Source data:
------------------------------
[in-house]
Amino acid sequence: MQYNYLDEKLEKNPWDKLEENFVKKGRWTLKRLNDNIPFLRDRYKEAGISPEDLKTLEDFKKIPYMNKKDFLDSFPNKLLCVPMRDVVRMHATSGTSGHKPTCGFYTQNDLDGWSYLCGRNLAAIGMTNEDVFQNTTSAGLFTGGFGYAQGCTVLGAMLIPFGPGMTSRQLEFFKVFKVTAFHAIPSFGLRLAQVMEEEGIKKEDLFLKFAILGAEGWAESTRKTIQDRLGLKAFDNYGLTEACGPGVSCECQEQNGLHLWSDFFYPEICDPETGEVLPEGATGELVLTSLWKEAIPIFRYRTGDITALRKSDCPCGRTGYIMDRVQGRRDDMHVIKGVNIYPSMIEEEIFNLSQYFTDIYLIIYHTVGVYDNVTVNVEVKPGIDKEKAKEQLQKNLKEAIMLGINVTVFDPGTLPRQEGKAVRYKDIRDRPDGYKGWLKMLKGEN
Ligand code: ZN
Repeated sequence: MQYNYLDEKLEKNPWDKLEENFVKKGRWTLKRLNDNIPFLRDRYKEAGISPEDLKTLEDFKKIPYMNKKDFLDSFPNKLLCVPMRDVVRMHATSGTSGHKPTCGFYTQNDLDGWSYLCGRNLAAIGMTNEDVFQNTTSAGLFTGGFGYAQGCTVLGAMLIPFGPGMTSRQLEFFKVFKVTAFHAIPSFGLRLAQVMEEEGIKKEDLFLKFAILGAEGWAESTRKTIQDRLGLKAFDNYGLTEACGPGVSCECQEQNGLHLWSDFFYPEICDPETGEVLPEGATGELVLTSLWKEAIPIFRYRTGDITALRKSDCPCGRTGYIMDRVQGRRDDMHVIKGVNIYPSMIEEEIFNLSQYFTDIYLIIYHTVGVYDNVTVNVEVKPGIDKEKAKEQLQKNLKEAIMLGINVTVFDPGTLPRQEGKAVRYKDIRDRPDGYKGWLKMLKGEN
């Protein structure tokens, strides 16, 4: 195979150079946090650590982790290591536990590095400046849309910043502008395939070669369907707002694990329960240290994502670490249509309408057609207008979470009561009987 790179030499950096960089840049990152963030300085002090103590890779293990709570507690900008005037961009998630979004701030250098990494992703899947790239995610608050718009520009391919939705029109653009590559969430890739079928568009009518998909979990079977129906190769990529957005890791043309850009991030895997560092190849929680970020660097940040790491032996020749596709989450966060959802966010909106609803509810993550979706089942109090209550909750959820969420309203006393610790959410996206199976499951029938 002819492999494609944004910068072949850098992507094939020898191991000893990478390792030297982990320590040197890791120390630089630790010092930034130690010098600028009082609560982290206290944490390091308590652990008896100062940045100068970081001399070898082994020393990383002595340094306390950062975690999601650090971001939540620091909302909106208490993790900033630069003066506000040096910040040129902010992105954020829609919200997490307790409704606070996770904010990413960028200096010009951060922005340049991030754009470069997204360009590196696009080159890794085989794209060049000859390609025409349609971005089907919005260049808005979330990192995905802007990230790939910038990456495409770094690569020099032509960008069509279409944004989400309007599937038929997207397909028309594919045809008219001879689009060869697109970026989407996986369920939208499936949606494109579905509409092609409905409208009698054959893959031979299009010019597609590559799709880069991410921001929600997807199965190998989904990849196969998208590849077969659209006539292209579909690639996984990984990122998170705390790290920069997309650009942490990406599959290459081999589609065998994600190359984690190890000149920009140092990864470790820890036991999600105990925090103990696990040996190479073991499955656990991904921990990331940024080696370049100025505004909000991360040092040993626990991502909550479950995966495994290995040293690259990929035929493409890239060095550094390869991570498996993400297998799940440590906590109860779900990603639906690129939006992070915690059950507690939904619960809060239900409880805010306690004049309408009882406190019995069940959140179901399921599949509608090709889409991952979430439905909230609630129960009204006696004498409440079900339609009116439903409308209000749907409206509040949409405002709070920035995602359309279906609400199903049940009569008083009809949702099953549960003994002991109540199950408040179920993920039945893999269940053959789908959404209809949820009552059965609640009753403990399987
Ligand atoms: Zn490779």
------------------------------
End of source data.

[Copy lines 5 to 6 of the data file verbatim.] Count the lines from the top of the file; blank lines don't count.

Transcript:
């Protein structure tokens, strides 16, 4: 195979150079946090650590982790290591536990590095400046849309910043502008395939070669369907707002694990329960240290994502670490249509309408057609207008979470009561009987 790179030499950096960089840049990152963030300085002090103590890779293990709570507690900008005037961009998630979004701030250098990494992703899947790239995610608050718009520009391919939705029109653009590559969430890739079928568009009518998909979990079977129906190769990529957005890791043309850009991030895997560092190849929680970020660097940040790491032996020749596709989450966060959802966010909106609803509810993550979706089942109090209550909750959820969420309203006393610790959410996206199976499951029938 002819492999494609944004910068072949850098992507094939020898191991000893990478390792030297982990320590040197890791120390630089630790010092930034130690010098600028009082609560982290206290944490390091308590652990008896100062940045100068970081001399070898082994020393990383002595340094306390950062975690999601650090971001939540620091909302909106208490993790900033630069003066506000040096910040040129902010992105954020829609919200997490307790409704606070996770904010990413960028200096010009951060922005340049991030754009470069997204360009590196696009080159890794085989794209060049000859390609025409349609971005089907919005260049808005979330990192995905802007990230790939910038990456495409770094690569020099032509960008069509279409944004989400309007599937038929997207397909028309594919045809008219001879689009060869697109970026989407996986369920939208499936949606494109579905509409092609409905409208009698054959893959031979299009010019597609590559799709880069991410921001929600997807199965190998989904990849196969998208590849077969659209006539292209579909690639996984990984990122998170705390790290920069997309650009942490990406599959290459081999589609065998994600190359984690190890000149920009140092990864470790820890036991999600105990925090103990696990040996190479073991499955656990991904921990990331940024080696370049100025505004909000991360040092040993626990991502909550479950995966495994290995040293690259990929035929493409890239060095550094390869991570498996993400297998799940440590906590109860779900990603639906690129939006992070915690059950507690939904619960809060239900409880805010306690004049309408009882406190019995069940959140179901399921599949509608090709889409991952979430439905909230609630129960009204006696004498409440079900339609009116439903409308209000749907409206509040949409405002709070920035995602359309279906609400199903049940009569008083009809949702099953549960003994002991109540199950408040179920993920039945893999269940053959789908959404209809949820009552059965609640009753403990399987
Ligand atoms: Zn490779």